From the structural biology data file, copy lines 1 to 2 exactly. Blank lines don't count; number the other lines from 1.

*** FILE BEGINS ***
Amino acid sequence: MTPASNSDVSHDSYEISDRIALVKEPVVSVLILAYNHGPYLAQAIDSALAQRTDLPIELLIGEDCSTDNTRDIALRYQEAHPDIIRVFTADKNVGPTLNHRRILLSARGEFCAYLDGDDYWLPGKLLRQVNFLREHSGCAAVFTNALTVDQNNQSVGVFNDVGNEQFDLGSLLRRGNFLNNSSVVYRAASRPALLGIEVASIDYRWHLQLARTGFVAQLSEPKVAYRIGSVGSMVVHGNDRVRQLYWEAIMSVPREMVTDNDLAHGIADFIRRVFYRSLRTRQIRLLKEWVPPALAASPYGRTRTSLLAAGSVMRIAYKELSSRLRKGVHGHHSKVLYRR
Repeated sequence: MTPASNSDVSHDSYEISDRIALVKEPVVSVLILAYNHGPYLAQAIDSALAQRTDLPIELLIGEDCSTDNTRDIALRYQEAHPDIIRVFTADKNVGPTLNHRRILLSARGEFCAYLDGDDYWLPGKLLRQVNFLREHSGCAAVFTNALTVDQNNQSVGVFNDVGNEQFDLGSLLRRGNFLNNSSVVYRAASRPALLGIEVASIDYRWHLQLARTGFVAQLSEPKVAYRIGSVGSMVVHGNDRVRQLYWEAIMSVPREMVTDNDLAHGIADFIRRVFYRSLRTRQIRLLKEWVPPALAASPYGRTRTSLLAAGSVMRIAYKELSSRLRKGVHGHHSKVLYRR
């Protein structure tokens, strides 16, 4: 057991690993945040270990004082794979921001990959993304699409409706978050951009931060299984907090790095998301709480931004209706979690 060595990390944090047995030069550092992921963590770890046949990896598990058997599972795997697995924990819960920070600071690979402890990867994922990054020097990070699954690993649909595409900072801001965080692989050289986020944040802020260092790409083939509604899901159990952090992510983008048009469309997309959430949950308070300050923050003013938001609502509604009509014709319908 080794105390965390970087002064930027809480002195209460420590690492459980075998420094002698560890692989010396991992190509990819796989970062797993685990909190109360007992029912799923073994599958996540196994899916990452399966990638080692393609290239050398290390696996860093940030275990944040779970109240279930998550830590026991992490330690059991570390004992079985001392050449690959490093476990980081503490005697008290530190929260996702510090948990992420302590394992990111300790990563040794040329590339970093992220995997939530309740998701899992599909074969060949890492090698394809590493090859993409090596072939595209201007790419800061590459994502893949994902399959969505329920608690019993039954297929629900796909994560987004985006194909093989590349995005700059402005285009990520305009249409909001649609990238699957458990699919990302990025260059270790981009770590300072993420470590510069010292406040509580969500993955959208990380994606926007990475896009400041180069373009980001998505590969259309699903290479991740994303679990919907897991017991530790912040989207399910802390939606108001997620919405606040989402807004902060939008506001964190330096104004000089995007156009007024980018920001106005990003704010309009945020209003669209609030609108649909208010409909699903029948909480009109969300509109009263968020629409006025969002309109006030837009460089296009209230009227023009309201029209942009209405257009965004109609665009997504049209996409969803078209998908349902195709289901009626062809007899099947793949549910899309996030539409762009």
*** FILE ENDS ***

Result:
Amino acid sequence: MTPASNSDVSHDSYEISDRIALVKEPVVSVLILAYNHGPYLAQAIDSALAQRTDLPIELLIGEDCSTDNTRDIALRYQEAHPDIIRVFTADKNVGPTLNHRRILLSARGEFCAYLDGDDYWLPGKLLRQVNFLREHSGCAAVFTNALTVDQNNQSVGVFNDVGNEQFDLGSLLRRGNFLNNSSVVYRAASRPALLGIEVASIDYRWHLQLARTGFVAQLSEPKVAYRIGSVGSMVVHGNDRVRQLYWEAIMSVPREMVTDNDLAHGIADFIRRVFYRSLRTRQIRLLKEWVPPALAASPYGRTRTSLLAAGSVMRIAYKELSSRLRKGVHGHHSKVLYRR
Repeated sequence: MTPASNSDVSHDSYEISDRIALVKEPVVSVLILAYNHGPYLAQAIDSALAQRTDLPIELLIGEDCSTDNTRDIALRYQEAHPDIIRVFTADKNVGPTLNHRRILLSARGEFCAYLDGDDYWLPGKLLRQVNFLREHSGCAAVFTNALTVDQNNQSVGVFNDVGNEQFDLGSLLRRGNFLNNSSVVYRAASRPALLGIEVASIDYRWHLQLARTGFVAQLSEPKVAYRIGSVGSMVVHGNDRVRQLYWEAIMSVPREMVTDNDLAHGIADFIRRVFYRSLRTRQIRLLKEWVPPALAASPYGRTRTSLLAAGSVMRIAYKELSSRLRKGVHGHHSKVLYRR